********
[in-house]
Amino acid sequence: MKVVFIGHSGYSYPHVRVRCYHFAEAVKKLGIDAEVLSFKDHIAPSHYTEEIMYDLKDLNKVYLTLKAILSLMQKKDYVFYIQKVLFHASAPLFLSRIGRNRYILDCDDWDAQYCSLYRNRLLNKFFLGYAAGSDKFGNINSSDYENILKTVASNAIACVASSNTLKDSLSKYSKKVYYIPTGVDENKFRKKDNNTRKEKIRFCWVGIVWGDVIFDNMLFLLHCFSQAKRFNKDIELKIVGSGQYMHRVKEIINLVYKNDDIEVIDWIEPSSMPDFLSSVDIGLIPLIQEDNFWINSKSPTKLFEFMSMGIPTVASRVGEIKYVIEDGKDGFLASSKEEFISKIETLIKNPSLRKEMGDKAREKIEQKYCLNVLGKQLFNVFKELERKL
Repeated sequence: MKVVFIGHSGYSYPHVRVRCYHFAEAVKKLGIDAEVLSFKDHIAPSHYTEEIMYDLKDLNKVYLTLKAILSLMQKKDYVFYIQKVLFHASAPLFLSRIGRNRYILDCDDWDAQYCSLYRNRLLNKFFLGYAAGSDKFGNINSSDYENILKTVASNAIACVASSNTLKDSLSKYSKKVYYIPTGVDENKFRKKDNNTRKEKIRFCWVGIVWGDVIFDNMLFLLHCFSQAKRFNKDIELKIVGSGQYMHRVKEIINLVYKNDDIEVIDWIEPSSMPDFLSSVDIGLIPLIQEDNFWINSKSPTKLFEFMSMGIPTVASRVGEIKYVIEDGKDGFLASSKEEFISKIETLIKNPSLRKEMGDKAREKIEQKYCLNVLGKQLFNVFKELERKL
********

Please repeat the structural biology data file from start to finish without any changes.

[in-house]
Amino acid sequence: MKVVFIGHSGYSYPHVRVRCYHFAEAVKKLGIDAEVLSFKDHIAPSHYTEEIMYDLKDLNKVYLTLKAILSLMQKKDYVFYIQKVLFHASAPLFLSRIGRNRYILDCDDWDAQYCSLYRNRLLNKFFLGYAAGSDKFGNINSSDYENILKTVASNAIACVASSNTLKDSLSKYSKKVYYIPTGVDENKFRKKDNNTRKEKIRFCWVGIVWGDVIFDNMLFLLHCFSQAKRFNKDIELKIVGSGQYMHRVKEIINLVYKNDDIEVIDWIEPSSMPDFLSSVDIGLIPLIQEDNFWINSKSPTKLFEFMSMGIPTVASRVGEIKYVIEDGKDGFLASSKEEFISKIETLIKNPSLRKEMGDKAREKIEQKYCLNVLGKQLFNVFKELERKL
Repeated sequence: MKVVFIGHSGYSYPHVRVRCYHFAEAVKKLGIDAEVLSFKDHIAPSHYTEEIMYDLKDLNKVYLTLKAILSLMQKKDYVFYIQKVLFHASAPLFLSRIGRNRYILDCDDWDAQYCSLYRNRLLNKFFLGYAAGSDKFGNINSSDYENILKTVASNAIACVASSNTLKDSLSKYSKKVYYIPTGVDENKFRKKDNNTRKEKIRFCWVGIVWGDVIFDNMLFLLHCFSQAKRFNKDIELKIVGSGQYMHRVKEIINLVYKNDDIEVIDWIEPSSMPDFLSSVDIGLIPLIQEDNFWINSKSPTKLFEFMSMGIPTVASRVGEIKYVIEDGKDGFLASSKEEFISKIETLIKNPSLRKEMGDKAREKIEQKYCLNVLGKQLFNVFKELERKL